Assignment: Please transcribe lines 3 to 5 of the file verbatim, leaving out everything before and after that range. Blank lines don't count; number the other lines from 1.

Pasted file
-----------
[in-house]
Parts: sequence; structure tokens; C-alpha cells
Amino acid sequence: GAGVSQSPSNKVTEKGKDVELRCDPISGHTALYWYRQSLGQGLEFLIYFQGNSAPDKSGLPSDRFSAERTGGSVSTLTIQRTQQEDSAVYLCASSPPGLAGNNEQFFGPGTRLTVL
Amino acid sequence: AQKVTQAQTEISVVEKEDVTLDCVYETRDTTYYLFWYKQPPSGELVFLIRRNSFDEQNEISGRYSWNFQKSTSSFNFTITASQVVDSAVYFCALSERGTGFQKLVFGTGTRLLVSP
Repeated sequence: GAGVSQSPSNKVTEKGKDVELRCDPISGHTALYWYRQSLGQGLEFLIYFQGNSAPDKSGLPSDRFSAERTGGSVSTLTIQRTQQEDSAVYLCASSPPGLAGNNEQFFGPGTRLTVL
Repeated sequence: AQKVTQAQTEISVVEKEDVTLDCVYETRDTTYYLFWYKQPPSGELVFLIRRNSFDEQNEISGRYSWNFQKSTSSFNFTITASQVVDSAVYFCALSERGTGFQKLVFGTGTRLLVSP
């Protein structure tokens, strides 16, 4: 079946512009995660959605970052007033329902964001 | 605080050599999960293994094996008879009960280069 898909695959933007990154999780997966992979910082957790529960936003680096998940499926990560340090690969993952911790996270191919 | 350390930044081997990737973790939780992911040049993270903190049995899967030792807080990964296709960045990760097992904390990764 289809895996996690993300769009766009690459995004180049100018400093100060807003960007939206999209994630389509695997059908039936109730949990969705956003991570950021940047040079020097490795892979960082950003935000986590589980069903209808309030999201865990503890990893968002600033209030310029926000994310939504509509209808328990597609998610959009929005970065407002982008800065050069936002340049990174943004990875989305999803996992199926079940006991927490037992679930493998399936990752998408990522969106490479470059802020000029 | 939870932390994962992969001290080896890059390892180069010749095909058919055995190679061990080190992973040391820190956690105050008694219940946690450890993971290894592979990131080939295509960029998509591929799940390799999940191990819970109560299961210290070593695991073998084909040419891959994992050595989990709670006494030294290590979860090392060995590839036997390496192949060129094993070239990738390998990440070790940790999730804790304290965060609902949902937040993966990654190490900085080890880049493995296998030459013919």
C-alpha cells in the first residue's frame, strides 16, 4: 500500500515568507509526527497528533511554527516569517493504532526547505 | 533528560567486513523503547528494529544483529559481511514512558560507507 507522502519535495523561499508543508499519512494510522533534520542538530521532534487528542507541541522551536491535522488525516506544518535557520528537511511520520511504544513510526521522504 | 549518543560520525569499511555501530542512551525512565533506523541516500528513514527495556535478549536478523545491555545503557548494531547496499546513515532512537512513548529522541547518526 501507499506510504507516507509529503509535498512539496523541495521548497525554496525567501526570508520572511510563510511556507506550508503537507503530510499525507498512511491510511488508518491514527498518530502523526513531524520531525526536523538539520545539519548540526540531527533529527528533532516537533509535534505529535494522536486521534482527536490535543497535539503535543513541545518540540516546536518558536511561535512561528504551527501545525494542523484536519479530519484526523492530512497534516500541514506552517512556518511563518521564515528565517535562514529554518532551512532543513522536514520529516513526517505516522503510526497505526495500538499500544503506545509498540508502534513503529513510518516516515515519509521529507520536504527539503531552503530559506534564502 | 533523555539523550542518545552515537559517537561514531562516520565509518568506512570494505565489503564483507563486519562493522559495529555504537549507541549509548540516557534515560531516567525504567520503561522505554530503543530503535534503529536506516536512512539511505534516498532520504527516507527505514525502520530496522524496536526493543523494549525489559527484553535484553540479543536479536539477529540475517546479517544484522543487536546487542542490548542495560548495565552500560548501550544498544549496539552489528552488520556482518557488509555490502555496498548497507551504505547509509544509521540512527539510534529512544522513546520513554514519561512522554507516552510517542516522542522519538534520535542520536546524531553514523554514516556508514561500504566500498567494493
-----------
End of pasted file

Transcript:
Amino acid sequence: GAGVSQSPSNKVTEKGKDVELRCDPISGHTALYWYRQSLGQGLEFLIYFQGNSAPDKSGLPSDRFSAERTGGSVSTLTIQRTQQEDSAVYLCASSPPGLAGNNEQFFGPGTRLTVL
Amino acid sequence: AQKVTQAQTEISVVEKEDVTLDCVYETRDTTYYLFWYKQPPSGELVFLIRRNSFDEQNEISGRYSWNFQKSTSSFNFTITASQVVDSAVYFCALSERGTGFQKLVFGTGTRLLVSP
Repeated sequence: GAGVSQSPSNKVTEKGKDVELRCDPISGHTALYWYRQSLGQGLEFLIYFQGNSAPDKSGLPSDRFSAERTGGSVSTLTIQRTQQEDSAVYLCASSPPGLAGNNEQFFGPGTRLTVL